Given that MRSA can frequently spread inside geriatric LTCFs via cross-transmission among elderly residents, those with longer periods of residence are considered to have a higher risk for MRSA colonization, which would result in a higher prevalence of MRSA. However, our findings conversely indicated that the prevalence of MRSA was lower among residents with longer residence periods than those with shorter periods. Furthermore, among residents living in LTCFs ≥ 2 months from their initial admission, only 1 in 60 was identified as having positive conversion to MRSA colonization whereas about half had negative conversion. Findings from previous studies remain controversial as to whether the high prevalence of MRSA among LTCF residents is mainly owing to importation from outside the facility via admission of residents who are colonized with MRSA or whether the high prevalence is owing to cross-transmission inside of LTCFs. [33, 34, 39, 40] Our findings indicated that MRSA was most likely to be carried into the LTCFs via transfer of residents rather than spread via cross-transmission inside the LTCFs.
Previous studies have reported that among LTCF residents, 20–50% are potentially persistent nasal MRSA carriers, but about 50% of these residents exhibit negative conversion with time. [23, 40] Another article also indicated that MRSA within the human nasal cavity can disappear over time,  which is consistent with our results. If residents indeed acquire MRSA via transmission from persistent carriers inside LTCFs, those with longer periods of LTCF residence would be at greater risk for MRSA acquisition, which would prove our hypothesis that LTCF residents with longer periods of residence have a higher prevalence of MRSA. Some previous studies have assumed that geriatric LTCFs are potential reservoirs for MRSA because of the high MRSA prevalence in these facilities. [24, 29–35] However, our study indicated that admission of residents with nasal MRSA colonization might be a primary contributor to the high prevalence of MRSA among LTCF residents.
There are two possible routes via which MRSA may be introduced to LTCFs from outside the facility. The main route would likely be importation from hospitals, which is largely supported by the results of previous studies. [35–38] In addition to these reports, one study previously found that LTCFs with a larger number of hospitals located nearby had a higher prevalence of MRSA than LTCFs with fewer hospitals nearby.  Another possible route is via the general population.  The prevalence of MRSA in the Japanese general population is estimated to be ≤ 5%. [46–48]; however, this prevalence might be higher among elderly adults owing to frailty, in comparison with younger people.  Furthermore, regional MRSA epidemics of community-acquired strains have recently occurred in Japan, which might affect MRSA prevalence. [45, 48, 50, 51] A previous study found regional differences in the MRSA prevalence. [44, 52] Our results showed that the prevalence of MRSA differed among LTCFs, which might reflect differences in the MRSA prevalence among the general population where each LTCF is located.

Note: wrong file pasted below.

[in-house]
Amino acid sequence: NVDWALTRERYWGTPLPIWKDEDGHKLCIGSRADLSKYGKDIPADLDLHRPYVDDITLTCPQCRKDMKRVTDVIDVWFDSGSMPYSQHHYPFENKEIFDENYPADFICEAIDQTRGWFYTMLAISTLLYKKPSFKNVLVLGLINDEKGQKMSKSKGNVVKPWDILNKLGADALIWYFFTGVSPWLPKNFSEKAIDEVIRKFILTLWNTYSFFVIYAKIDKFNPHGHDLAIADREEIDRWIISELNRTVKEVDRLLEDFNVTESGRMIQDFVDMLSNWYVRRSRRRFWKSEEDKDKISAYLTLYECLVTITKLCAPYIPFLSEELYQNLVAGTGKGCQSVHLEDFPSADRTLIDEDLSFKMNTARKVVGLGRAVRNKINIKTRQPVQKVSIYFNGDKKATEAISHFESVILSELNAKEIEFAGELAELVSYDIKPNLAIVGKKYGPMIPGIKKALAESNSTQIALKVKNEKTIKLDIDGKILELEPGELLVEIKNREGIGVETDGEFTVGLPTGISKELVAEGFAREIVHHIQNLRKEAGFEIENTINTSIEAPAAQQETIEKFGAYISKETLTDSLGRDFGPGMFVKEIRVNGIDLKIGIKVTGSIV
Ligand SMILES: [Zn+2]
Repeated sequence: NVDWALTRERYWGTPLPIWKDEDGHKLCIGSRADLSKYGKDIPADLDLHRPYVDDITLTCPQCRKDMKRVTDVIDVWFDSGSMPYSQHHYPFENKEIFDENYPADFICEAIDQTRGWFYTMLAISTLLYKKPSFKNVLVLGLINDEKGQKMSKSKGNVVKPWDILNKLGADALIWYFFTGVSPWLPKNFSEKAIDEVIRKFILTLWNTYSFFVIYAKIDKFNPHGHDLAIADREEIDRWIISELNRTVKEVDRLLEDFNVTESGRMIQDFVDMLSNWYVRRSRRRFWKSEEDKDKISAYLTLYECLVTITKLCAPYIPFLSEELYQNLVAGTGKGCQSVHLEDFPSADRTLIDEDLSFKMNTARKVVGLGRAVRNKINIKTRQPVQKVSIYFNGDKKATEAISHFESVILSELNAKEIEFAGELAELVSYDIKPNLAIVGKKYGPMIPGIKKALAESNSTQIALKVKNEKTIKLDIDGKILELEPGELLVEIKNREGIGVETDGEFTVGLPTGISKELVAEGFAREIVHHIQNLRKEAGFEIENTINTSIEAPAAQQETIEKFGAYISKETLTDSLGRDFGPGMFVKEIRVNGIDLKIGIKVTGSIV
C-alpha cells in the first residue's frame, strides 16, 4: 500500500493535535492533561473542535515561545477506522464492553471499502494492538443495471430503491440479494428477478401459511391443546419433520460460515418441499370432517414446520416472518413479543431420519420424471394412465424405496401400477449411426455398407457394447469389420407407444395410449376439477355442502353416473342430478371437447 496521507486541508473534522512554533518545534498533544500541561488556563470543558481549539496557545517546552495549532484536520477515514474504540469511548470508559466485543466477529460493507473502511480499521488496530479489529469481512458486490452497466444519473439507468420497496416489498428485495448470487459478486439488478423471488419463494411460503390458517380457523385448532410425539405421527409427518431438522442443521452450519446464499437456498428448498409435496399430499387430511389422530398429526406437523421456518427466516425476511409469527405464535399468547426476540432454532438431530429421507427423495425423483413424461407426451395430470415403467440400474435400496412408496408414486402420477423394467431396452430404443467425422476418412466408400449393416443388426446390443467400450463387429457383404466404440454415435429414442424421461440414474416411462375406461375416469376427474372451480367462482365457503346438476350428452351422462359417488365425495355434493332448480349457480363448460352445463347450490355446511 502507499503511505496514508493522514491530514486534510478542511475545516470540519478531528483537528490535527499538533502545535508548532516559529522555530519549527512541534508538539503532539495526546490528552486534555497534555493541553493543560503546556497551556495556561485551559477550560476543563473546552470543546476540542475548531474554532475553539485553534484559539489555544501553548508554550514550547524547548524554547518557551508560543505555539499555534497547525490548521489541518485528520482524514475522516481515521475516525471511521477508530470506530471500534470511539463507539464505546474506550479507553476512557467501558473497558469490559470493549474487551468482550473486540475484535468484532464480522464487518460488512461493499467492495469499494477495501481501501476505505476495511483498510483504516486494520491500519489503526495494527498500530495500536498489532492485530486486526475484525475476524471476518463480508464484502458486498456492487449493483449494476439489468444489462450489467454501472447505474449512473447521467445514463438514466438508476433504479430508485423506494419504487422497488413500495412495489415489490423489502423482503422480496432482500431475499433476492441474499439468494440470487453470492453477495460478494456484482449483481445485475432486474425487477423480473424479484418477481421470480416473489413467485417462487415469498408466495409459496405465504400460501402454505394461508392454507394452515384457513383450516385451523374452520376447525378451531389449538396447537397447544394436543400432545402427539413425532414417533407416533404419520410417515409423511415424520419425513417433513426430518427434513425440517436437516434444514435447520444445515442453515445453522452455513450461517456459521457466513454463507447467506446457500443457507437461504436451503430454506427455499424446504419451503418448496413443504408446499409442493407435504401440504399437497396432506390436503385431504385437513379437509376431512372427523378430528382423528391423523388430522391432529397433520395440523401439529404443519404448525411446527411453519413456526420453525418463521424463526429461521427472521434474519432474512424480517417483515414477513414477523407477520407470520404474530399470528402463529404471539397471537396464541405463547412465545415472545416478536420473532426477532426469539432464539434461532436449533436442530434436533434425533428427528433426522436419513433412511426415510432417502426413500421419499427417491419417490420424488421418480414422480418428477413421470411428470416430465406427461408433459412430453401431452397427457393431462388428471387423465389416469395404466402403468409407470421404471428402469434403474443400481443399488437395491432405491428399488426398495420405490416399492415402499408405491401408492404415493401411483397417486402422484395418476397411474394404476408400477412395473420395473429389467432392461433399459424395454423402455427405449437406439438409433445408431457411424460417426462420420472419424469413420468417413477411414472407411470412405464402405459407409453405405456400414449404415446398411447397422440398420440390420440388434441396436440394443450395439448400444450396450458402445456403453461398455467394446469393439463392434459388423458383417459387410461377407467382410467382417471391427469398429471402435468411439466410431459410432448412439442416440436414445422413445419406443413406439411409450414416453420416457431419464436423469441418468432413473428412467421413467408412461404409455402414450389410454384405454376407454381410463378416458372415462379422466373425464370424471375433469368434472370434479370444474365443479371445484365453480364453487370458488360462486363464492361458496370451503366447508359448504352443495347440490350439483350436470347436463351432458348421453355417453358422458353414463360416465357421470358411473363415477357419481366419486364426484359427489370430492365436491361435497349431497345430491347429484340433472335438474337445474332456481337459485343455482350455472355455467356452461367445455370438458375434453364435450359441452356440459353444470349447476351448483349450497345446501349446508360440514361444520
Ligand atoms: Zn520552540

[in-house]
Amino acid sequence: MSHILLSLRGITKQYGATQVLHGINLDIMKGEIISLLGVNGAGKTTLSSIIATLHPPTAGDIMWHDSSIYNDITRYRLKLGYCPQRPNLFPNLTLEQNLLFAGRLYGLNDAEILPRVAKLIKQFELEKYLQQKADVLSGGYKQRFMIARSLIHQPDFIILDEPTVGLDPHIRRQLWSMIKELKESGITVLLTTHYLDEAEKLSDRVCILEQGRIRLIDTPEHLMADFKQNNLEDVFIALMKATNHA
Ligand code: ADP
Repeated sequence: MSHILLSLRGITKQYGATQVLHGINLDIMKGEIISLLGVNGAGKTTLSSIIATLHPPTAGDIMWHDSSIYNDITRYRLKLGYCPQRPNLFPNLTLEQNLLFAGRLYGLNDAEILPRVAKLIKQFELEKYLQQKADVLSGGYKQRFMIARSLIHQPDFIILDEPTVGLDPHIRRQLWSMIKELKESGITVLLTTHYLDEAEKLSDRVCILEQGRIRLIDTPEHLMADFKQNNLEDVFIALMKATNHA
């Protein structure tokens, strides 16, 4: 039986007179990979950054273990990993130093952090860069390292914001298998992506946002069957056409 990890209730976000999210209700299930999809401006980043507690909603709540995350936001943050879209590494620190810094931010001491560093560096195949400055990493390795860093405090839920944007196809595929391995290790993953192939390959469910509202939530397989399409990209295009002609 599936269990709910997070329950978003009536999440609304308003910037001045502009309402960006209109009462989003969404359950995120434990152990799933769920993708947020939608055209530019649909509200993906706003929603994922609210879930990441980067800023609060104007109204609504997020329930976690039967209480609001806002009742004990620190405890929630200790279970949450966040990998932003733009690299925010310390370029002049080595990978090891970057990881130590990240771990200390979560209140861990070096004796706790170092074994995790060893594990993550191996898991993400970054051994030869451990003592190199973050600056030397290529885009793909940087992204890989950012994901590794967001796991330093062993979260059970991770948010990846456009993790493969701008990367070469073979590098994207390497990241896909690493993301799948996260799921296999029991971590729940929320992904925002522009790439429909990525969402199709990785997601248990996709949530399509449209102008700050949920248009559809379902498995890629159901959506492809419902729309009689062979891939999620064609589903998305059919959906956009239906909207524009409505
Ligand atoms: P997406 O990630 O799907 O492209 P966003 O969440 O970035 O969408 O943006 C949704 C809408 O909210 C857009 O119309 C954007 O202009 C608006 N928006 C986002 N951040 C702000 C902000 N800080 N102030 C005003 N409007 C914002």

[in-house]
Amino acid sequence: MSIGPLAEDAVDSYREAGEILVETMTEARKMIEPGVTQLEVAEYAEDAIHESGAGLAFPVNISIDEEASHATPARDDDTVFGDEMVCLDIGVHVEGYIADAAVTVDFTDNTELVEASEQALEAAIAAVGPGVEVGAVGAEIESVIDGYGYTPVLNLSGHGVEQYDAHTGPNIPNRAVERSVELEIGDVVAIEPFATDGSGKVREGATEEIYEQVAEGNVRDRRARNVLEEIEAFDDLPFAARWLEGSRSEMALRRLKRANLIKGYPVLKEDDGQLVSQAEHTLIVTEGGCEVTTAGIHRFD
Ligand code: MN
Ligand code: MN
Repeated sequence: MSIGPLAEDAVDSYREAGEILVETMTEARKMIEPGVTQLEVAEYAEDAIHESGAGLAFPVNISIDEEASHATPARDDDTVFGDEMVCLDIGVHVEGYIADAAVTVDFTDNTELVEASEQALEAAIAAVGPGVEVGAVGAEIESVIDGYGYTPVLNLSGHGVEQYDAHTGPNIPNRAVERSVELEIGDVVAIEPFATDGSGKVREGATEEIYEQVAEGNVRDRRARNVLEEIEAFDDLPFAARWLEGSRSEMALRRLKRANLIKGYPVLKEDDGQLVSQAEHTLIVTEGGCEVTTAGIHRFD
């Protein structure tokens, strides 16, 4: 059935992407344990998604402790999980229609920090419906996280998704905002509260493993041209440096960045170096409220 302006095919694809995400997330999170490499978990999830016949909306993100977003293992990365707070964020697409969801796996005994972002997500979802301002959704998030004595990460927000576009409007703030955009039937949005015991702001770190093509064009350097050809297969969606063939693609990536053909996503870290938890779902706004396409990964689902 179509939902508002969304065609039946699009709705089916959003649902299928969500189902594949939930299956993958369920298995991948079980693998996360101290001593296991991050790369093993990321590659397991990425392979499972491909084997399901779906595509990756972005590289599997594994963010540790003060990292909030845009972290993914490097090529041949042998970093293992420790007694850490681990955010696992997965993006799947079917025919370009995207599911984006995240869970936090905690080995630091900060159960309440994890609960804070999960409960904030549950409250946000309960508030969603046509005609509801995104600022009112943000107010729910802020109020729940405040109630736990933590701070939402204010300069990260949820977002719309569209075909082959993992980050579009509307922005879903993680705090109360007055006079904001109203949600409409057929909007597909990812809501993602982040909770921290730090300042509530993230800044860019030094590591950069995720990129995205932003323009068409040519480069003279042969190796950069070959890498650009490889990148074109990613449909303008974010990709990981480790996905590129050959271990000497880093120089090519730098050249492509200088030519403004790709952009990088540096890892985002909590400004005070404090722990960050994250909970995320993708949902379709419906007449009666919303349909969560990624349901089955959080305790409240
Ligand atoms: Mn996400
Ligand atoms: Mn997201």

Care providers in geriatric LTCFs should consider that frail residents who are initially admitted to the facility are most likely to have nasal MRSA colonization, especially those admitted from hospitals. Universal precautions against MRSA transmission should therefore be appropriately applied by all LTCF staff. Nasal application of mupirocin for residents identified as having MRSA at the initial admission might be effective for the prevention of MRSA transmission inside an LTCF; however, this should be carefully assessed owing to the high costs as well as the possible increase in MRSA with resistance to mupirocin.  Among various prevention strategies, thorough hand hygiene as well as appropriate use of gloves is recommended to maximize deficient medical resources in LTCFs and to reduce excess costs [54, 55]
This study includes some limitations. First, we did not obtain complete information on the background of residents, such as sex, age, general condition, and medical history owing to the ethics protocol followed; the ethics review board did not grant approval to obtain this information. Among these factors, general status and medical history might affect the prevalence of MRSA.  Second, we also could not obtain information regarding from where residents had been transferred to the LTCFs. Third, not all residents initially admitted to the LTCFs were included in Cohort 2 because some did not agree to undergo secondary MRSA testing. Furthermore, we performed MRSA testing only twice after admission. Multiple tests with longer follow-up might be required to accurately assess status of MRSA colonization. Fourth, we only performed nasal MRSA testing. Some residents have MRSA on their skin or in wound sites, which might result in a higher prevalence. Finally, we did not exclude residents from the analysis who had previously been discharged from an LTCF but who were subsequently readmitted.